It may have seemed far-fetched a decade ago, but clean energy has already passed its economic tipping point.
A 2019 report from the nonprofit Rocky Mountain Institute found that it was cheaper to build and use a combination of renewables like wind and solar than to build new natural gas plants. A 2020 report from Carbon Tracker found that in every single one of the world’s energy markets, it’s cheaper to invest in renewables than in coal.
And now, graphs recently published on Our World in Data, an online science publication, in partnership with Oxford University, starkly visualize that decline. Comparing the price of electricity from new power plants in 2009 and 2019, one graph shows how the price of solar photovoltaic power (from solar panels) plummets from $359 per megawatt hour to $40, the cheapest of any of the power options on the chart and an 89% decrease. If housing prices declined at that same rate, Our World in Data researcher Max Roser writes, a home that cost $3,590 to rent in 2009 would cost just $400 in 2019. Over the same time period, the price of coal barely budged, from $111 per megawatt hour in 2009 to $109 in 2019.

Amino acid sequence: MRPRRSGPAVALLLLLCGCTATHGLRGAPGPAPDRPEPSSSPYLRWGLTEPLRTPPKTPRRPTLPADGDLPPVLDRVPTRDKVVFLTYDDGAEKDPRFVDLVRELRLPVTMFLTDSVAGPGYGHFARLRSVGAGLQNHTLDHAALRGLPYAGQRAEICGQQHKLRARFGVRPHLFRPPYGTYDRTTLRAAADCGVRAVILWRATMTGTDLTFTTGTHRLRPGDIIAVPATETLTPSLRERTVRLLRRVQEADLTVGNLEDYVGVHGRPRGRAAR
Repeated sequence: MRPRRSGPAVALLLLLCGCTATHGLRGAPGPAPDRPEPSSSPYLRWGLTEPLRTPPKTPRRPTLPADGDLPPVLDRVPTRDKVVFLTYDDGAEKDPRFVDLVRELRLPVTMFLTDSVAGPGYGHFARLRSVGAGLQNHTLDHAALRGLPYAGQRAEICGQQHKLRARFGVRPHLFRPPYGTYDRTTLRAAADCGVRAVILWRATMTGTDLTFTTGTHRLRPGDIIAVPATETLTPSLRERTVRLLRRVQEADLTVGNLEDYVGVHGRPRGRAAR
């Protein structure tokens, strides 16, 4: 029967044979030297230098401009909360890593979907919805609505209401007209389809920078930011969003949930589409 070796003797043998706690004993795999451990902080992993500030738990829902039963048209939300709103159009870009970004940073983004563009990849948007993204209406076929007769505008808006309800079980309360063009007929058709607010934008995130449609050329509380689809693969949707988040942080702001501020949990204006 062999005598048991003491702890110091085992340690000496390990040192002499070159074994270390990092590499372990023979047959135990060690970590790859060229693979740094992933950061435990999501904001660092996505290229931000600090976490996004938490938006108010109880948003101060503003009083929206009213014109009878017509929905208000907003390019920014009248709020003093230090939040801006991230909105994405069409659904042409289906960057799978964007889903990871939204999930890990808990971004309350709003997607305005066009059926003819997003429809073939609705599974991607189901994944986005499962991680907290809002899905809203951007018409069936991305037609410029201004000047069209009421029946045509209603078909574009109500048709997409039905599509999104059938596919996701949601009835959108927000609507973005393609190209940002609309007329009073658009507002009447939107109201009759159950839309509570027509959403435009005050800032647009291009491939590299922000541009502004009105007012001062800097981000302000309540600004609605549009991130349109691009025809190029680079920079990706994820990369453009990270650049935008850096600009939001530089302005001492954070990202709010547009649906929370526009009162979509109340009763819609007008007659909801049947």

In 2009, building a new solar farm was 223% more expensive than building a new coal plant. Now, it’s flipped: Electricity from a new coal plant is 177% more expensive than electricity from new solar panels. What caused the switch? Huge leaps in technological advancement. “To understand why solar power got so cheap we have to understand why solar technology got cheap,” Roser writes.
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